*They can’t always be done, but sometimes, such as this case, they can simplify the problem.*The change of variables here is to let \(\theta = 6x\) and then notice that as \(x \to 0\) we also have \(\theta \to 6\left( 0 \right) = 0\).

See the Proof of Trig Limits section of the Extras chapter to see the proof of these two limits. Students often ask why we always use radians in a Calculus class. The proof of the formula involving sine above requires the angles to be in radians.

If the angles are in degrees the limit involving sine is not 1 and so the formulas we will derive below would also change.

All we need to do is multiply the numerator and denominator of the fraction in the denominator by 7 to get things set up to use the fact. \[\begin\mathop \limits_ \frac & = \frac\\ & = \frac\\ & = \frac\\ & = \frac\end\] This limit looks nothing like the limit in the fact, however it can be thought of as a combination of the previous two parts by doing a little rewriting.

First, we’ll split the fraction up as follows, \[\mathop \limits_ \frac = \mathop \limits_ \frac\frac\] Now, the fact wants a \(t\) in the denominator of the first and in the numerator of the second.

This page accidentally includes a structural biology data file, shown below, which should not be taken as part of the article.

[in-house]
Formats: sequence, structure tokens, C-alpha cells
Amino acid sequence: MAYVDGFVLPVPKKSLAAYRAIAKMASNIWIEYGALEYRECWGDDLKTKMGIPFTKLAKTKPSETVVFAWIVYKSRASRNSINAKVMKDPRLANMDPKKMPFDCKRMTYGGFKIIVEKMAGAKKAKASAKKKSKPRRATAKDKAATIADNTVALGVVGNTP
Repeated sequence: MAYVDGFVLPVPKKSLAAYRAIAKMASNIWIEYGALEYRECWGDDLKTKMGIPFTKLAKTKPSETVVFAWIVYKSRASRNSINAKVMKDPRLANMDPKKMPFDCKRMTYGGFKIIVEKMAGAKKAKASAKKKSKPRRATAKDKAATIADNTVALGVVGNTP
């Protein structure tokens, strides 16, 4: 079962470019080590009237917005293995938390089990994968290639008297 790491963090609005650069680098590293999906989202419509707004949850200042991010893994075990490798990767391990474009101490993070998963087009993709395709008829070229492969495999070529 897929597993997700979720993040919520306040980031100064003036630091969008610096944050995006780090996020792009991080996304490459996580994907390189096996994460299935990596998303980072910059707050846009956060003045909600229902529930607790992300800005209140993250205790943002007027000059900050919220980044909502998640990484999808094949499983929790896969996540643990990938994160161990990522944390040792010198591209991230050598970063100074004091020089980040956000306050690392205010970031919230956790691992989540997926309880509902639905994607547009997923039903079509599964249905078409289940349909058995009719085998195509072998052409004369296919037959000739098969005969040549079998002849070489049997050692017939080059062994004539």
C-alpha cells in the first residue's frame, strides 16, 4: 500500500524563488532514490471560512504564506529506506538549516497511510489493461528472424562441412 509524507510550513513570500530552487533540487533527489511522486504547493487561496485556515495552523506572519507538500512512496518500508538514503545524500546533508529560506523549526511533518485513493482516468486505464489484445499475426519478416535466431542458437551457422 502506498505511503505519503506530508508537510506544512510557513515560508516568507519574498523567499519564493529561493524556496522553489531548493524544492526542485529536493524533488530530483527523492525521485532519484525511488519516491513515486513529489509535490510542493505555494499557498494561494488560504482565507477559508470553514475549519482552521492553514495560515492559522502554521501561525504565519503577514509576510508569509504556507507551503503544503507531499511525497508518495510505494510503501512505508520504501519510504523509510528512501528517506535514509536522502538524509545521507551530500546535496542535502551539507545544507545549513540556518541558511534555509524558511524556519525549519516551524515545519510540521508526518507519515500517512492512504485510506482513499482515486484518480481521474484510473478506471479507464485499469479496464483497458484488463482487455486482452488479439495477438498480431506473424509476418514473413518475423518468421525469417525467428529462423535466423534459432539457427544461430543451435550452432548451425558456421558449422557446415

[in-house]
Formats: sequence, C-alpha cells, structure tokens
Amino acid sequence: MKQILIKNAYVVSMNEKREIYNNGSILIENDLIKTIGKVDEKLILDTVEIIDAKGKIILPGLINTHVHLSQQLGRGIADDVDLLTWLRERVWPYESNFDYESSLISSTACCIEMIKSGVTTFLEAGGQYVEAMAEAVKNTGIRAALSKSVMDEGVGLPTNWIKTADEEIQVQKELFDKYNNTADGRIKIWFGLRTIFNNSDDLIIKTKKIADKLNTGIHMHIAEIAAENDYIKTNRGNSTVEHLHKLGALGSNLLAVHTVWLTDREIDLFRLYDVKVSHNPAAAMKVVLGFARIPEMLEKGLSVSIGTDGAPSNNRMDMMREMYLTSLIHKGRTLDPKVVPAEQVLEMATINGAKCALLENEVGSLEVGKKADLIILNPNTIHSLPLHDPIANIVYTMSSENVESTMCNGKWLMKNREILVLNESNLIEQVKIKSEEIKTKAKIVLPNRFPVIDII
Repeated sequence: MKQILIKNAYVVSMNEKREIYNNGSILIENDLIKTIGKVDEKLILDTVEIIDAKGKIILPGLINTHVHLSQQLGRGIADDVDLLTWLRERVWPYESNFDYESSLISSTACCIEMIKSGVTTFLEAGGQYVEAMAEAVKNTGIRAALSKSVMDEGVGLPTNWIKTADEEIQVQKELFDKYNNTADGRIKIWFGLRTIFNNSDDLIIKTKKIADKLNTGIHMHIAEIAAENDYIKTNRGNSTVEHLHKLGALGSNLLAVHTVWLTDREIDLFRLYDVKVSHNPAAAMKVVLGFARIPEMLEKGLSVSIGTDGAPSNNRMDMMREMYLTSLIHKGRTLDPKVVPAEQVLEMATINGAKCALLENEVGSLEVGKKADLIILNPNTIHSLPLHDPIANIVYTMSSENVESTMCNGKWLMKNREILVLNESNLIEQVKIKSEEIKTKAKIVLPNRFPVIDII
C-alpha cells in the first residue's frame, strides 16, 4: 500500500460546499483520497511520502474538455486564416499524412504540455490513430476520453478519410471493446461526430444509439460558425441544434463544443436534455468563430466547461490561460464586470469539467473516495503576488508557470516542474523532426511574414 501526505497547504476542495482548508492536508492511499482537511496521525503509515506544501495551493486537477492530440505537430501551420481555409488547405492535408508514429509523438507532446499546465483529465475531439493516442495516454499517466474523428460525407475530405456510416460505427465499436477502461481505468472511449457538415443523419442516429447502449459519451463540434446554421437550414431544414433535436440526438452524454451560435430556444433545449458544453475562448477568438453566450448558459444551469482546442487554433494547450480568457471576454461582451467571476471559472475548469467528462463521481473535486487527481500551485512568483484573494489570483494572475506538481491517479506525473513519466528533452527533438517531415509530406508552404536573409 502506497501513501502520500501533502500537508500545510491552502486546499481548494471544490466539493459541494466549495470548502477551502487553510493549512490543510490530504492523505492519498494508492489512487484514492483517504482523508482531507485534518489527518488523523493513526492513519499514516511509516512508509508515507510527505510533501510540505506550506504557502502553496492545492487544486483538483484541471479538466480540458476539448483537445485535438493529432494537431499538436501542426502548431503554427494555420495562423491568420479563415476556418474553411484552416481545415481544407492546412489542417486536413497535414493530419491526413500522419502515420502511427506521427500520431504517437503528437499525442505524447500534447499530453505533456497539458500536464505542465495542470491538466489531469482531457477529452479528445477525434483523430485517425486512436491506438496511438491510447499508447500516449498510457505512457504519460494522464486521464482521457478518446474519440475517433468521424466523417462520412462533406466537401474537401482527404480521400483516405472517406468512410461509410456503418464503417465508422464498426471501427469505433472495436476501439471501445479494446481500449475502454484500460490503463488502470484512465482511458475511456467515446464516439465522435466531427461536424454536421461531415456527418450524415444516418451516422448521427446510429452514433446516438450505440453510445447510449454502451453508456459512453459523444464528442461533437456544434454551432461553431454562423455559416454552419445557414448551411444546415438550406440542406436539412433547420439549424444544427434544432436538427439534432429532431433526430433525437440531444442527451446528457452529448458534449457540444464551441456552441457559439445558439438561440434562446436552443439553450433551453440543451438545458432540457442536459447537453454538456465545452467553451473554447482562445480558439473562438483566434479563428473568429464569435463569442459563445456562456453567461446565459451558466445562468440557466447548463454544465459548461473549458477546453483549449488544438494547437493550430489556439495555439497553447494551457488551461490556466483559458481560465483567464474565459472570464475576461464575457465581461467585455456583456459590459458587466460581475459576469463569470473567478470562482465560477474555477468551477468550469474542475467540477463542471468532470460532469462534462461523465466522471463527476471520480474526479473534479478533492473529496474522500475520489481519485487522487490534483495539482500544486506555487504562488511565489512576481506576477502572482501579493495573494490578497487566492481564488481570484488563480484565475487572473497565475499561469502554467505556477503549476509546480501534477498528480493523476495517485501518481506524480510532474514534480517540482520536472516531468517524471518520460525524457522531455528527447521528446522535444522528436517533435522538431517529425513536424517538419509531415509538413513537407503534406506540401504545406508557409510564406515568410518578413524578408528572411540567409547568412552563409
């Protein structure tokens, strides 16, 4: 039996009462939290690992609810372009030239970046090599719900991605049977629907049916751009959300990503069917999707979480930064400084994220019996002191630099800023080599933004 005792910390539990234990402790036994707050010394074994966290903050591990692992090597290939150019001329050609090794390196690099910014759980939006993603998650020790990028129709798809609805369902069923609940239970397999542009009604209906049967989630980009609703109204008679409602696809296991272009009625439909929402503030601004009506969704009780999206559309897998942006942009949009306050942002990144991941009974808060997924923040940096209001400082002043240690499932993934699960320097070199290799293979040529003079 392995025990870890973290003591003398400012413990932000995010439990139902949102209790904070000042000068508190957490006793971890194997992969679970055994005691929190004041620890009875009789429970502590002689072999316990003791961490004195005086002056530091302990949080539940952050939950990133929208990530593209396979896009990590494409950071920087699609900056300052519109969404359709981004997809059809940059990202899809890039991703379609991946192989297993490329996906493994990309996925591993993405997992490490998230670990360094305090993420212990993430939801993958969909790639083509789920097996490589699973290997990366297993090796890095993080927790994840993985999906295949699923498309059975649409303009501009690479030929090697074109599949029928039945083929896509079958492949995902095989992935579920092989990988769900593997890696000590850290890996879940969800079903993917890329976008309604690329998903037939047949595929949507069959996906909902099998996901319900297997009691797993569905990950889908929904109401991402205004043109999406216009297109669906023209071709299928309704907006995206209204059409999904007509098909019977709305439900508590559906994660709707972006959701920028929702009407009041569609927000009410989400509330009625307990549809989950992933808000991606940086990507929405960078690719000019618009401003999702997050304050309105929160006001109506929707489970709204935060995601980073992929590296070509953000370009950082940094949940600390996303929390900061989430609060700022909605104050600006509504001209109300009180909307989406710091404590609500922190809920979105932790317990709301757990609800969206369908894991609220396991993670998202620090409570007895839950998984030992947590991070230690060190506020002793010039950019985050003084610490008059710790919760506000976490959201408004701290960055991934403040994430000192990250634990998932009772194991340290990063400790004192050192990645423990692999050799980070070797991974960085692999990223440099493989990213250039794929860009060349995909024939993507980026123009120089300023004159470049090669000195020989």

To see that we can use the fact on this limit let’s do a change of variables.

A change of variables is really just a renaming of portions of the problem to make something look more like something we know how to deal with.

\[\mathop \limits_ \frac = \frac\mathop \limits_ \frac = \frac\left( 1 \right) = \frac\] Now, in this case we can’t factor the 6 out of the sine so we’re stuck with it there and we’ll need to figure out a way to deal with it.

To do this problem we need to notice that in the fact the argument of the sine is the same as the denominator ( both \(\theta \)’s).

When doing a change of variables in a limit we need to change all the \(x\)’s into \(\theta \)’s and that includes the one in the limit.

Doing the change of variables on this limit gives, \[\begin\mathop \limits_ \frac & = 6\mathop \limits_ \frac\hspace\theta = 6x\ & = 6\mathop \limits_ \frac\ & = 6\left( 1 \right)\ & = 6\hspace\end\] And there we are.

## Comments Differentiation Of Trigonometric Functions Homework

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